We recently chatted to Beckie Parsons from Judgeday who has just reached the end of a hectic summer of back-to-back events. Beckie shares how the Judgeday team navigated their way through a massive period of change for the festival industry post Covid. It’s a fascinating insight into the challenges faced with some really positive takeaways.
“We embarked on this year excited to get back to business and deliver the events that we know and love. Whilst that remained the same throughout, it has certainly been a challenging year. The festival supplier landscape has changed hugely post Covid. There are a few companies who simply no longer exist, but we found the main issues have been around availability of kit and labour. Many suppliers and crew have found more attractive work in other industries or simply haven’t had the staffing resource and kit to supply as many events. In an industry renowned for small budgets, that brings a unique set of challenges.
We had our usual calendar of festivals; Soho House Festival, Cornbury, Loungefest, Womad and Greenbelt and several new ones added to the mix, including Sidmouth Folk Festival, Americana Fest and Meadowlands, so there was a lot going on.
One of our major challenges as a production company has been around managing our client’s budgets and forecasting payments. It has been an ever-moving beast this year. Costs have been constantly rising, yet income figures mainly carried over from pre-pandemic ticket sales. We found ourselves at a point where we were being asked for sizeable deposits from suppliers who we needed to secure early in the year, but were still trying to find other suppliers, who were critical to the events’ delivery. Ultimately, if you don’t have temporary water or toilet suppliers then you don’t have an event. Everything became a balancing act and we had to make some changes to the way that we do things in order for the festivals to go ahead.
On one festival our budget for toilets tripled from 2019 and we had to work with four separate suppliers to find a solution; dry hiring plastics, employing a company to service them and then two other companies providing luxury and accessible trailers. You then become the conduit between them all which does add to the workload and fear factor that something might be missed. Dry hiring the plastics meant having to spend hours of time siting them in the correct locations, something that normally the supplier would take care of. Thankfully it did work but it was definitely a convoluted way of working and not for the faint hearted.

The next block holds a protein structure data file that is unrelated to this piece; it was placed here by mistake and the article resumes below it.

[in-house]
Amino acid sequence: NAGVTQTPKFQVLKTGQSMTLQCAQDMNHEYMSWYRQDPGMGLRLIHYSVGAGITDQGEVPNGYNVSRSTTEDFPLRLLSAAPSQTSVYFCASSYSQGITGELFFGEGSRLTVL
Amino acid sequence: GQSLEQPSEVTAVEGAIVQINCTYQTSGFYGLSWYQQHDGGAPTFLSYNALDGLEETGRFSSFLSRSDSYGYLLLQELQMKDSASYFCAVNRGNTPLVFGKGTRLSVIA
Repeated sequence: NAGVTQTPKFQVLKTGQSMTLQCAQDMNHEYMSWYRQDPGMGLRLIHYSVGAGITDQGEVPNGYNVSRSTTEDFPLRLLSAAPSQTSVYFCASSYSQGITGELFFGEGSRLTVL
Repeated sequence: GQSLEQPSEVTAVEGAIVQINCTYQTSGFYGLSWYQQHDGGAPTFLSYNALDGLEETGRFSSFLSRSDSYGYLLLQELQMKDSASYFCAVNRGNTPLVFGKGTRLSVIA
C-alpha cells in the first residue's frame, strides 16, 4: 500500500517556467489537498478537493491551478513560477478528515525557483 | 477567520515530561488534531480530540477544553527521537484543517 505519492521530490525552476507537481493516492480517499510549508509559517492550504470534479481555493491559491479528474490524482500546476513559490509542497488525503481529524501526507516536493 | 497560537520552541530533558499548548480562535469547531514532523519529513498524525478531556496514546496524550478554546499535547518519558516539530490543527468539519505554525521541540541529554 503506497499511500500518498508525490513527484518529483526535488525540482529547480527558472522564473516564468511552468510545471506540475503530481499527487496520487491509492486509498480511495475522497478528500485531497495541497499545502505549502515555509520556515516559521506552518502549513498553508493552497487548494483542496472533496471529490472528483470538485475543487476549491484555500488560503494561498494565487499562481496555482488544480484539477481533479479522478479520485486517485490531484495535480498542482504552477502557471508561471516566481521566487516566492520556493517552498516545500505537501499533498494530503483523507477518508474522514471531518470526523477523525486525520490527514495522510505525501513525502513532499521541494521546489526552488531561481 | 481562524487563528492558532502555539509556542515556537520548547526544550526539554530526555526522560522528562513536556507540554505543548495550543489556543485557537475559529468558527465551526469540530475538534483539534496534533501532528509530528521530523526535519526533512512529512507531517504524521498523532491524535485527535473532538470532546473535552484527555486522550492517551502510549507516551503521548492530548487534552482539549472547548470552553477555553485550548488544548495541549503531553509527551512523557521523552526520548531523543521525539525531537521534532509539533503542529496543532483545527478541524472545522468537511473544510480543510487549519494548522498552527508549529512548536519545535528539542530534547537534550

That all said, there are some real positives that we’ll take away from this year. As a team, we’ve had to go back to the market to meet many new suppliers. We won’t necessarily work with them all again but there were some stand outs who really delivered and will be involved in our events moving forward. We’ve always gone through a tender process to ensure competitive pricing with suppliers, but not having kit available from some of our core suppliers did open our eyes to who else is out there.
Serious Stages pulling back left a huge gap for stages, we worked with SRG Event Structures and they did a great job providing stages for Soho House Festival, Womad and Cornbury, and the team on the ground were fantastic to work with. We also got Mawsley Event Essentials involved in our festivals, we used their toilets at Greenbelt in 2021 as a sustainable solution. Their plastics are delivered flat packed and our entire requirement was delivered on one truck, they’re also based just up the road from the event. Mawlsey worked with us again this year on Greenbelt and Cornbury and had our back every step of the way.
It wouldn’t be right not to mention all the wonderful suppliers, the fantastic freelance crew and personnel who we have worked with for many years, who delivered the same fabulous service as they always have, despite the challenges for them. Autotrak was one of the first companies that I ever worked with and they’re brilliant to this day. We have great relationship with them. Likewise with Cash & Traffic Management, Wicked Events and Grist, as well as GLS Lighting, Video Wall Technologies - they are always there and work hard to deliver for us.
As an industry, I think that we have all been stretched to our limits this summer. The truth is that Covid has had a huge impact on the festival supply chain, because suppliers simply aren’t around anymore, or they’ve moved away from events. We’ve also had a perfect storm with the rising costs and the energy crisis this year. The suppliers who have remained have battled with delivering to similar levels as pre-pandemic, and it’s put a lot of pressure on everyone.
It’s going to take a few years for it to settle down, but I do think that suppliers will start to return and that new players will come into the market. There’s still a real passion to work in the festival market, it’s just going to take some time and I think that we all have to be realistic about festival budgets. I’m looking forward to visiting The Showman’s Show in a few weeks’ time. It will be great to meet with suppliers and start conversations about 2023 face to face and meet up with fellow production managers. I think we’ve all been so busy with our heads down just getting through the summer that we’ve not interacted with each other in the same way as we normally would.
It’s normal for us to get to this time of year and sit down as a team to discuss what we can take from this season’s events before we start to plan ahead. In essence, there’s a sense of a relief that we got through it, we absolutely delivered and in an ideal world none of us would want to do it this way again but until things stabilise, we’ve still got a rocky road ahead.